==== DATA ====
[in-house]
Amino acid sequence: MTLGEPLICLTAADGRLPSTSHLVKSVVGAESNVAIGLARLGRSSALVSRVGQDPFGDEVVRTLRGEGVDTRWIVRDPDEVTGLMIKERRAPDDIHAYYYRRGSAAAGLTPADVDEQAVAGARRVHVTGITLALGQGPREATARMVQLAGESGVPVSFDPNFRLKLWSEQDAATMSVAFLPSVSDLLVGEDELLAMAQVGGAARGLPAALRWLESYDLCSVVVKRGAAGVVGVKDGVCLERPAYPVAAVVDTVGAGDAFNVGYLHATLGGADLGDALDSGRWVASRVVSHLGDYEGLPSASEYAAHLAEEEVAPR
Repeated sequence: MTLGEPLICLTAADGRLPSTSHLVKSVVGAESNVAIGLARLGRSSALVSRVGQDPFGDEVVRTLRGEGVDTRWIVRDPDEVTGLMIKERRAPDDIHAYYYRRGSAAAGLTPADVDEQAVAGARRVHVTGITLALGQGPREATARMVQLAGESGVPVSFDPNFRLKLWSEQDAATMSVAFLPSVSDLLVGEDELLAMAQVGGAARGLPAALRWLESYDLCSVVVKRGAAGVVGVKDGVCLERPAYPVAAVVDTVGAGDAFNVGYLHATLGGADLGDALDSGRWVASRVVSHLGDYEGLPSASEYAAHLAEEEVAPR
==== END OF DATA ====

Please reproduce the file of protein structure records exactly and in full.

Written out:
[in-house]
Amino acid sequence: MTLGEPLICLTAADGRLPSTSHLVKSVVGAESNVAIGLARLGRSSALVSRVGQDPFGDEVVRTLRGEGVDTRWIVRDPDEVTGLMIKERRAPDDIHAYYYRRGSAAAGLTPADVDEQAVAGARRVHVTGITLALGQGPREATARMVQLAGESGVPVSFDPNFRLKLWSEQDAATMSVAFLPSVSDLLVGEDELLAMAQVGGAARGLPAALRWLESYDLCSVVVKRGAAGVVGVKDGVCLERPAYPVAAVVDTVGAGDAFNVGYLHATLGGADLGDALDSGRWVASRVVSHLGDYEGLPSASEYAAHLAEEEVAPR
Repeated sequence: MTLGEPLICLTAADGRLPSTSHLVKSVVGAESNVAIGLARLGRSSALVSRVGQDPFGDEVVRTLRGEGVDTRWIVRDPDEVTGLMIKERRAPDDIHAYYYRRGSAAAGLTPADVDEQAVAGARRVHVTGITLALGQGPREATARMVQLAGESGVPVSFDPNFRLKLWSEQDAATMSVAFLPSVSDLLVGEDELLAMAQVGGAARGLPAALRWLESYDLCSVVVKRGAAGVVGVKDGVCLERPAYPVAAVVDTVGAGDAFNVGYLHATLGGADLGDALDSGRWVASRVVSHLGDYEGLPSASEYAAHLAEEEVAPR